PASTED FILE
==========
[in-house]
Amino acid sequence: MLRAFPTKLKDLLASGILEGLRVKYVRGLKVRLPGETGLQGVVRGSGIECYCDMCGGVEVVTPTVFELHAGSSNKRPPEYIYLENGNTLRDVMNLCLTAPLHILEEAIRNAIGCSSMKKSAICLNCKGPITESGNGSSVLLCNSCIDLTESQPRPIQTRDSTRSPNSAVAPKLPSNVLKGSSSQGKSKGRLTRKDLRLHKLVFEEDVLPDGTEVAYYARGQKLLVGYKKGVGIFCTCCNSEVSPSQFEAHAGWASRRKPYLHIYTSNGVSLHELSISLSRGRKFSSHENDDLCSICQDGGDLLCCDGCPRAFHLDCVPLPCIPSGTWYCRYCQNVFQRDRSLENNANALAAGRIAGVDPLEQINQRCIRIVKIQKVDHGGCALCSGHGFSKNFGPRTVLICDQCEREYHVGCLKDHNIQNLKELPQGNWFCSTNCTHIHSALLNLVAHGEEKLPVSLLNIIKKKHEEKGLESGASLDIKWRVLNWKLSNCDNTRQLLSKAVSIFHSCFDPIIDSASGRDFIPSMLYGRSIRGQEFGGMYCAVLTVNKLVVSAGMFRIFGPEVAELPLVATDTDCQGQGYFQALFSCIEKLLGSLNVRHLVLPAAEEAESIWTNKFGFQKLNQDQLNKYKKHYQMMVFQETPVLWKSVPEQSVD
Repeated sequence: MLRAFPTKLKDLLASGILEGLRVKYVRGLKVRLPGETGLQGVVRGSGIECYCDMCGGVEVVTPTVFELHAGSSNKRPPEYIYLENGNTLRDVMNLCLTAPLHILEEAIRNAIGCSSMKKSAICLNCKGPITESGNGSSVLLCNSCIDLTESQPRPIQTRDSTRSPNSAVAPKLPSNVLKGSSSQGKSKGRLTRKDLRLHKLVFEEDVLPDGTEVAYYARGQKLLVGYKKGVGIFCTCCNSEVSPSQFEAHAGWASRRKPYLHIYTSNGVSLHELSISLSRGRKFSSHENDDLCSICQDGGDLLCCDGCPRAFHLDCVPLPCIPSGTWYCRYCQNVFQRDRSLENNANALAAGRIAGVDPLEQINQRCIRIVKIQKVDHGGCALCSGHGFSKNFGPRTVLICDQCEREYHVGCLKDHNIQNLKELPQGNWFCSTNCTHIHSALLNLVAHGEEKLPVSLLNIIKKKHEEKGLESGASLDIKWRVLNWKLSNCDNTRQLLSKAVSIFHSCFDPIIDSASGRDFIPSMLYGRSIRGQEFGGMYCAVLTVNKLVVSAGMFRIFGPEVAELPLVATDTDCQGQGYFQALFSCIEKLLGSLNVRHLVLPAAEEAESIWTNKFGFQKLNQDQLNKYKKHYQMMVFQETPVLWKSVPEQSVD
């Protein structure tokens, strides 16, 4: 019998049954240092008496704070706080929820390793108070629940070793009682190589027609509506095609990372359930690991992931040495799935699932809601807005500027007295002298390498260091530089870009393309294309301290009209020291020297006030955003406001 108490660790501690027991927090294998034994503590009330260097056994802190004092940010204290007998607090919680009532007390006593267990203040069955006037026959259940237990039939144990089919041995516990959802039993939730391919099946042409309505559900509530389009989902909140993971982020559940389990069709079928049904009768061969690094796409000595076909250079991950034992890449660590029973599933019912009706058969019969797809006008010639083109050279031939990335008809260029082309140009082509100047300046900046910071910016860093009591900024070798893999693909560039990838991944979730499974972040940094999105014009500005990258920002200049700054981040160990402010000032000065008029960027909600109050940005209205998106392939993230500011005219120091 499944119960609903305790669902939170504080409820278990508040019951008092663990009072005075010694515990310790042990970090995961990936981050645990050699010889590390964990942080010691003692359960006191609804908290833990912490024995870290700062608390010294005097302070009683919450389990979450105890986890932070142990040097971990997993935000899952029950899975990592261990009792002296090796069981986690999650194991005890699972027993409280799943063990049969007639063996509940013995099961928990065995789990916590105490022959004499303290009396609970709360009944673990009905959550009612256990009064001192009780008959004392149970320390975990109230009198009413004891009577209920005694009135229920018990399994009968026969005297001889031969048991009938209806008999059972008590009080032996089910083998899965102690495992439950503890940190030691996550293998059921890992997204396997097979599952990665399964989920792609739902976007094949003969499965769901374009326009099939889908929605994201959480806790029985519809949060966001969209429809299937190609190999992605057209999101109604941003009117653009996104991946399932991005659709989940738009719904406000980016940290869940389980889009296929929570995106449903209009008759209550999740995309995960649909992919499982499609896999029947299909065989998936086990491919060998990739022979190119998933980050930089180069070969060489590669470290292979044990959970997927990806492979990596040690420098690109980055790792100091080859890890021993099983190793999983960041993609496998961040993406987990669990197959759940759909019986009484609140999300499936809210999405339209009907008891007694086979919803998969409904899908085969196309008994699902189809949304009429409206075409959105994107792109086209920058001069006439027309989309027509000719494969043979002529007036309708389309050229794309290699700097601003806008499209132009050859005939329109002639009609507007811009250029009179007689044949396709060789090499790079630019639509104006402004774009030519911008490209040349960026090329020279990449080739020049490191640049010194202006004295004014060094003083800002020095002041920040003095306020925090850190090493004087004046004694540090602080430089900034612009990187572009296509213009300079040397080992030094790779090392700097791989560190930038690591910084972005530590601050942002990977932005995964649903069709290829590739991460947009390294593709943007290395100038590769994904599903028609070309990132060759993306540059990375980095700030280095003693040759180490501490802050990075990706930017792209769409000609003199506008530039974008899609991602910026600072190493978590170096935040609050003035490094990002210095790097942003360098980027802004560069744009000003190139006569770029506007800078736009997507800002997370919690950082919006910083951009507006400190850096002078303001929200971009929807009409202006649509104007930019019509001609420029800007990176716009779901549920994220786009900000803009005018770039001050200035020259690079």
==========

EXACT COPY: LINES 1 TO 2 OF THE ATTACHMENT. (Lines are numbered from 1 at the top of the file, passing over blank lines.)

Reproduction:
[in-house]
Amino acid sequence: MLRAFPTKLKDLLASGILEGLRVKYVRGLKVRLPGETGLQGVVRGSGIECYCDMCGGVEVVTPTVFELHAGSSNKRPPEYIYLENGNTLRDVMNLCLTAPLHILEEAIRNAIGCSSMKKSAICLNCKGPITESGNGSSVLLCNSCIDLTESQPRPIQTRDSTRSPNSAVAPKLPSNVLKGSSSQGKSKGRLTRKDLRLHKLVFEEDVLPDGTEVAYYARGQKLLVGYKKGVGIFCTCCNSEVSPSQFEAHAGWASRRKPYLHIYTSNGVSLHELSISLSRGRKFSSHENDDLCSICQDGGDLLCCDGCPRAFHLDCVPLPCIPSGTWYCRYCQNVFQRDRSLENNANALAAGRIAGVDPLEQINQRCIRIVKIQKVDHGGCALCSGHGFSKNFGPRTVLICDQCEREYHVGCLKDHNIQNLKELPQGNWFCSTNCTHIHSALLNLVAHGEEKLPVSLLNIIKKKHEEKGLESGASLDIKWRVLNWKLSNCDNTRQLLSKAVSIFHSCFDPIIDSASGRDFIPSMLYGRSIRGQEFGGMYCAVLTVNKLVVSAGMFRIFGPEVAELPLVATDTDCQGQGYFQALFSCIEKLLGSLNVRHLVLPAAEEAESIWTNKFGFQKLNQDQLNKYKKHYQMMVFQETPVLWKSVPEQSVD